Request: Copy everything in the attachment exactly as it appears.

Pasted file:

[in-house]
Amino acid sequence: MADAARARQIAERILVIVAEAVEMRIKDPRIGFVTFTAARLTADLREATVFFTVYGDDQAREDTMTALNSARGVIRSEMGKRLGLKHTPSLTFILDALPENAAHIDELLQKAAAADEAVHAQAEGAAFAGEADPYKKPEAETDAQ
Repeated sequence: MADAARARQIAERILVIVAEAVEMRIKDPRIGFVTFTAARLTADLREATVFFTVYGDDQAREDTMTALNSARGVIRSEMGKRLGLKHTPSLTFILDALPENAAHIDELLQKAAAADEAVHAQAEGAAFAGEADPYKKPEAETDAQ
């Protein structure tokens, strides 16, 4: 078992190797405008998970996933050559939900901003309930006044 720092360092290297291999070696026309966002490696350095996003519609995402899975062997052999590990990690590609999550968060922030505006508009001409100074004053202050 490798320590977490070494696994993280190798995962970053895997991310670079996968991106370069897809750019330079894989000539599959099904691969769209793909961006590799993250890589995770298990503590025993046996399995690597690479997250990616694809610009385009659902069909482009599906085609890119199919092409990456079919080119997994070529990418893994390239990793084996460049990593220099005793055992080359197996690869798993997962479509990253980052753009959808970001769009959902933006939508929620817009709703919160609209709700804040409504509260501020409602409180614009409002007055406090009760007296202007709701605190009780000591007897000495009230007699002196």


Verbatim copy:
[in-house]
Amino acid sequence: MADAARARQIAERILVIVAEAVEMRIKDPRIGFVTFTAARLTADLREATVFFTVYGDDQAREDTMTALNSARGVIRSEMGKRLGLKHTPSLTFILDALPENAAHIDELLQKAAAADEAVHAQAEGAAFAGEADPYKKPEAETDAQ
Repeated sequence: MADAARARQIAERILVIVAEAVEMRIKDPRIGFVTFTAARLTADLREATVFFTVYGDDQAREDTMTALNSARGVIRSEMGKRLGLKHTPSLTFILDALPENAAHIDELLQKAAAADEAVHAQAEGAAFAGEADPYKKPEAETDAQ
């Protein structure tokens, strides 16, 4: 078992190797405008998970996933050559939900901003309930006044 720092360092290297291999070696026309966002490696350095996003519609995402899975062997052999590990990690590609999550968060922030505006508009001409100074004053202050 490798320590977490070494696994993280190798995962970053895997991310670079996968991106370069897809750019330079894989000539599959099904691969769209793909961006590799993250890589995770298990503590025993046996399995690597690479997250990616694809610009385009659902069909482009599906085609890119199919092409990456079919080119997994070529990418893994390239990793084996460049990593220099005793055992080359197996690869798993997962479509990253980052753009959808970001769009959902933006939508929620817009709703919160609209709700804040409504509260501020409602409180614009409002007055406090009760007296202007709701605190009780000591007897000495009230007699002196």